Prince Harry has offered his support to those taking on the London Marathon with the annual race taking place in an unusual manner.
Originally scheduled for April, the contest will take place today in the capital with only elite athletes running through the streets of London.
The Duke of Sussex, who is also patron of the London Marathon Charitable Trust, wished people good luck.
He also thanks participants for offering a "lifeline" to vulnerable people who have suffered during the pandemic by raising money for charities.
As many as 45,000 people will still take place in the event by running their own 26.2-mile route.
Participants can run the distance wherever they want in the world with people in 109 different countries expected to take part between midnight and 11.59pm.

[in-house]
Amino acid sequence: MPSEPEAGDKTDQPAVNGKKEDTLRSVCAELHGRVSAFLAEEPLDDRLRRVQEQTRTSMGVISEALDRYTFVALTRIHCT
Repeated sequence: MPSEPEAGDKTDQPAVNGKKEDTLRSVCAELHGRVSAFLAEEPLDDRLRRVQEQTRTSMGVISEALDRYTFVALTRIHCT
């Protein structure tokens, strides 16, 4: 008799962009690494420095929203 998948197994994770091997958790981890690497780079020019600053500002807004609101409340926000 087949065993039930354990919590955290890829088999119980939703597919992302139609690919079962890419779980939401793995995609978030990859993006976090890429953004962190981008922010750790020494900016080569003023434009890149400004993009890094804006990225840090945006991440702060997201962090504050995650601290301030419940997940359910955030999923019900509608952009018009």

Event director Hugh Brasher told PA: "It was about inclusivity, removing the pressure that people can feel on event day.
"There's a reason we have a cut-off, because we have to reopen roads, to reopen London to get it back up and running. But that pressure is removed.
"We are delighted to say that's how we believe the 40th race should be run. A celebration of achievement.
"That was always part of the thinking. This is not the same as it has been for the other 39 years. For some people it's better, for some people it's not as good."
Catherine Woodhead, who is chief executive of Muscular Dystrophy UK, is one of 117 people taking part to help the charity who have suffered huge losses this year.
She is set to walk 26.2 miles from her home in Chelmsford, Essex and said she would not have felt able to take part in the event had it been held in central London.
Those running the marathon in the capital are expected to encounter harsh weather conditions with the Met Office rain warning in place until noon.
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